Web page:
Stankowski’s studio sent in eight concepts which the jury, chaired by the designer Jupp Ernst, examined alongside rival entries from designers including Armin Hofmann and Coordt von Mannstein, who drew the 1972 Olympic logo for Otl Aicher.
Among Stankowski’s proposals was an idea to set the letters D and B astride a horizontal line, another with a B inset within a D and a simple wordmark with Deutsche in regular lower case and Bank in bold upper case. The most radical was the eventual winner – although the company name was added alongside Stankowski’s original submission of the symbol on its own. Univers was chosen for the type as it was considered timeless, aesthetically perfect and very legible and, with his involvement with its extensive use during the Munich Olympics, a typeface that Stankowski knew well.
In confirming Stankowski’s radical winning design, Deutsche Bank in its annual report said, “By virtue of its relative simplicity, the new sign is both extremely eyecatching and easy to remember. The square framework can be regarded as symbolising security and the upward stroke as portraying dynamic development.”
When it was unveiled, Duschek remembers “the public reactions were mind-blowing, but,” he claims, “the bank’s 27 staff took about two years to accept [it].” The Stankowski + Duschek studio is currently working on a book charting the logo’s history where it’s noted that questions were raised over the logo’s strict form, its lack of an explicit reference to the bank itself and its symbolic value.
And a story in the Bild-Zeitung newspaper will be depressingly familiar to many designers today. It was headlined, wrongly, “A painter receives 100,000 marks for five lines” and captioned a picture of the 68 year-old Stankowski with him saying “sometimes it only takes me a second” to come up with a design.
Spiekermann recalls “the usual public outcry: ‘That much money for a simple line? My child could have done it’ etc.” But there was also criticism from designers: “This was the 70s, there was lots of expressive, US-influenced typography, it was the heyday of ITC in New York. So this clean thing was seen as boring, Teutonic (on-brand, one would say today) and as going back to the 60s,” he says.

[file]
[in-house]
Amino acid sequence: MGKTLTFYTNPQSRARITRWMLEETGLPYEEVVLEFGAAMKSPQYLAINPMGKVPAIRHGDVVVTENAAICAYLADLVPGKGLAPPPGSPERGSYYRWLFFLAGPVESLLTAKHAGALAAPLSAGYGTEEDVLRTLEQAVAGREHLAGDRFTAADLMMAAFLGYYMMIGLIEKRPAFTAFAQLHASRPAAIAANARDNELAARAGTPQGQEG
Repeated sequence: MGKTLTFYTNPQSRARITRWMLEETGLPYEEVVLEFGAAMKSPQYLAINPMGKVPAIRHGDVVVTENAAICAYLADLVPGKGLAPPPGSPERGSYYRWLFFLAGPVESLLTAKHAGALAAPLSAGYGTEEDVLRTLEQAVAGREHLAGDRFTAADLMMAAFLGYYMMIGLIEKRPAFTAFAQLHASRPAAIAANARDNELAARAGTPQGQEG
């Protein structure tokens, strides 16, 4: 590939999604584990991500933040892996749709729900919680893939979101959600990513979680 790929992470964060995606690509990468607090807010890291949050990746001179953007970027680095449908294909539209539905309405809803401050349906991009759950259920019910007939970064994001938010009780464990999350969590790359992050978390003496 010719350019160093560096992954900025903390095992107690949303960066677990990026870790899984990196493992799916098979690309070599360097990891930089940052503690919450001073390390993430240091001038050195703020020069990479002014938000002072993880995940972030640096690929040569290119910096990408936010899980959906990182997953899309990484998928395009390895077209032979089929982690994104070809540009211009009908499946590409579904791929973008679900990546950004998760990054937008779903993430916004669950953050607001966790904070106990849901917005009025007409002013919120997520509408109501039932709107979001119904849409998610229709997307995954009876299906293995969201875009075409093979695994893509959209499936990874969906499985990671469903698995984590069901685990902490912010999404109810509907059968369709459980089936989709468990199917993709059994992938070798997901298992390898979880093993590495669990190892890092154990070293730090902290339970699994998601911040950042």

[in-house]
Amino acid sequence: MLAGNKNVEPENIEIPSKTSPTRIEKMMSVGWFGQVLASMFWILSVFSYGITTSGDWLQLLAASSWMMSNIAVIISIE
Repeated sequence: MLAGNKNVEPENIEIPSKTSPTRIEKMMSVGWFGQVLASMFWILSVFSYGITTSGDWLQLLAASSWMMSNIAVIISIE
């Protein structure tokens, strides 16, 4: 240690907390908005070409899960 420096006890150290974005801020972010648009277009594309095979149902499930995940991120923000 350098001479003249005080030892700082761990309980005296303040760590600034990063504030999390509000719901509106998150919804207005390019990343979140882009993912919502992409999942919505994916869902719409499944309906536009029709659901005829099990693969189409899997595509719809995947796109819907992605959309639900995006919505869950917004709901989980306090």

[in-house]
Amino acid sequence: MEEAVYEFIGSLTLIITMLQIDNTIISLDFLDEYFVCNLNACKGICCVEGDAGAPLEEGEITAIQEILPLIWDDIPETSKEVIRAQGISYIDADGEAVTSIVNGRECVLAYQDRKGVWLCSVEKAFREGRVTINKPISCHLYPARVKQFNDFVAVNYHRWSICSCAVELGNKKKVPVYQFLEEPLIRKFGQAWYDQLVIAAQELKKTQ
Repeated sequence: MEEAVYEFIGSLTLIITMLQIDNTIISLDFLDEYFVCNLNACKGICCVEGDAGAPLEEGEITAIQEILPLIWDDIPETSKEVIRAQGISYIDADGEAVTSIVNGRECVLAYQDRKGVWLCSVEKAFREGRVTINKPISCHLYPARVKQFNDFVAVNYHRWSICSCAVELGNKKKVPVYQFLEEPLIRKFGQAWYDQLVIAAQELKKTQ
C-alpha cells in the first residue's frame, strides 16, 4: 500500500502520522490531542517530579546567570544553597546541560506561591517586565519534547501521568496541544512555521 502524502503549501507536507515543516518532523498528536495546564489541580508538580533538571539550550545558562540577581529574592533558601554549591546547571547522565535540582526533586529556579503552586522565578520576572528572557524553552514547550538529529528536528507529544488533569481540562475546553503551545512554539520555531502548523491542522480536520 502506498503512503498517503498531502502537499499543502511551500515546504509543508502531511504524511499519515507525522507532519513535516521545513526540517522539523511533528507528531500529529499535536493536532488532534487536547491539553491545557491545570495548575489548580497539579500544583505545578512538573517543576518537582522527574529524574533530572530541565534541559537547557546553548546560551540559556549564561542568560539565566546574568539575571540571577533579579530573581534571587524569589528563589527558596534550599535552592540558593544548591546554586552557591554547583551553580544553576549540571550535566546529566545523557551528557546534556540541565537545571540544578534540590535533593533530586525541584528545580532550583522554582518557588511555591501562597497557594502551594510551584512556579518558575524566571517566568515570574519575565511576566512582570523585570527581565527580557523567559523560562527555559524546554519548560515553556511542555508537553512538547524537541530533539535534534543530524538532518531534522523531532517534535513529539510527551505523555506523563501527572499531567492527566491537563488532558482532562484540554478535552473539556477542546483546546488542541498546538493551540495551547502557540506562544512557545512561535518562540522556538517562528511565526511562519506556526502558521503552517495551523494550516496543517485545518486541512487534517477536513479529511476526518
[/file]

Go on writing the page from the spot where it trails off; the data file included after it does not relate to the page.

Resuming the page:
The majority of press however, Duschek claims, was positive and the logo soon became one of the most recognisable symbols on West German high streets.
Duschek attributes its longevity to the fact that “it was new, distinctive and [that word again] timeless”. Last February, with pleasing circularity, Deutsche Bank announced a new brand and visual identity concept (developed with David Shalam and 2br) in which it would employ the symbol on its own, without the accompanying wordmark, just as Stankowski had originally intended all those years ago. The symbol now forms part of a modern brand identity system which will, the bank says “meet the needs of today’s media convergence where clear iconic symbols are essential”.
“I hated it at the time,” Spiekermann says now of the logo’s introduction, “because it was so unemotional and perpetuated an image of Deutsche Bank as being unapproachable and arrogant. Now I love it, exactly because it has no meaning. It’s just a great painting. But only a brand with as much clout as Deutsche Bank could have pulled it off. It needs repetition and took at least ten years to sink into the public conscience. I bet now its recognition is up there with the Mercedes star.”
More on our Top 20 logos here.